When Todd Farnsworth first heard the stories coming out of the Brookfield Institute’s writing workshop for veterans, he was floored. Then he was energized.
He and the veterans wanted more people to hear these stories. They started tossing out ideas of how to make this happen and, thanks to Farnsworth’s work in community theater, a play was born.
“Originally, we thought we’d just have actors reading them, sitting on barstools, under a spotlight,” said Farnsworth, now the pastor at Briarcliff Congregational Church in Briarcliff Manor, NY. “Then I remembered reading about productions just like that elsewhere and said, ‘How about a real play?’”
JS, Hobbs agreed to write the story that would be turned into the play. Sam Farnsworth, a recent graduate of Boston University’s Theatre Arts program, turned the story into a play. Performances are scheduled for Friday and Saturday, Nov. 10-11, 7 p.m., and Sunday, Nov. 12, 4 p.m., at Monson Memorial Hall. Tickets are available here A special performance is scheduled for Monday, Nov. 13, 7:30 p.m., at the Majestic Theatre in West Springfield. Call the box office, 413-747-7797, for tickets.
The characters in “Welcome Home” are at their weekly card game, partaking in the usual chit-chat. One character has something happen that makes the group start sharing more deeply.
What struck Todd Farnsworth the first time he heard the veterans’ stories was the intimacy. “They are talking about things you usually don’t hear,” he said. There’s some humor, some pain, and stories about the struggle of coming home and finding your place.
The “Welcome Home” play features stories from four local veterans. Three served overseas and one served in the U.S. There are stories from three men and one woman; hence the play’s characters are three men — Liam, from the war in Iraq; Shelly, also Iraq; and Tom and Ron, Vietnam veterans. The veterans want to remain anonymous, because their stories will be told in front of friends and neighbors, Farnsworth said, so the play characters have different names. For the most part, their stories in the play are the same stories the veterans wrote in the writing workshop, although the “lines have been blurred a bit” so details wouldn’t be too identifying.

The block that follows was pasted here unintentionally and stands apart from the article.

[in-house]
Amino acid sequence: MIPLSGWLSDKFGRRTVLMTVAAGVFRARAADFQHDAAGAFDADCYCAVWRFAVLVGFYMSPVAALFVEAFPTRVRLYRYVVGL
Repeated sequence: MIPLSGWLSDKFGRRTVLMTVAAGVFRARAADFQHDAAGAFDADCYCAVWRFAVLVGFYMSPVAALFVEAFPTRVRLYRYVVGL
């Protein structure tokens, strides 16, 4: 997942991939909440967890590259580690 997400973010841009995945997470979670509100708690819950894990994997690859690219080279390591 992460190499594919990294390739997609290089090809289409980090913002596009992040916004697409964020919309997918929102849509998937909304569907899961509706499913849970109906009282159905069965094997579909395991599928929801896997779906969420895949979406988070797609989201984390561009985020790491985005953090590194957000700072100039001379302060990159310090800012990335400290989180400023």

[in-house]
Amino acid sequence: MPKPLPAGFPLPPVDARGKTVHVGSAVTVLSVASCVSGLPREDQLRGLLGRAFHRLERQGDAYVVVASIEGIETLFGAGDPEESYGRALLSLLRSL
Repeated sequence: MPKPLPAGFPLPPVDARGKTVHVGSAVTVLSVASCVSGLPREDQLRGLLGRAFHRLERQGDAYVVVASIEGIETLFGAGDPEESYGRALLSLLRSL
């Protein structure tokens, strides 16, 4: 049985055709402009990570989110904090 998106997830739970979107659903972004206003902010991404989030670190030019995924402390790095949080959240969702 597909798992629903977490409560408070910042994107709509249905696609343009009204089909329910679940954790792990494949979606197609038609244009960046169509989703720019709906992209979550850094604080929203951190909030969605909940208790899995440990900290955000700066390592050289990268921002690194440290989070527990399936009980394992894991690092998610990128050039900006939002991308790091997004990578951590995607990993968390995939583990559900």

Todd Farnsworth, who is producing the play, said he particularly enjoyed getting to know the four veterans throughout the process of bringing their stories to the stage. “They carry with them the weight of their service,” he said. He also admits there’s a communication gap, because Farnsworth didn’t serve. One of the stumbling blocks was the jargon, the acronyms used by the military. “We’re going to have a glossary in the program,” Farnsworth smiled. “We didn’t want to change their language, but we wanted civilians to understand.”
It takes a lot of courage to put your story out there, and a couple of the storytellers found the process overwhelming, Farnsworth said. “It shook them up, so we talked about what was uncomfortable. We made adjustments to the play until they were satisfied. They’re proud of their stories.”
And we know they’re courageous, Farnsworth said. “They proved that with their service.”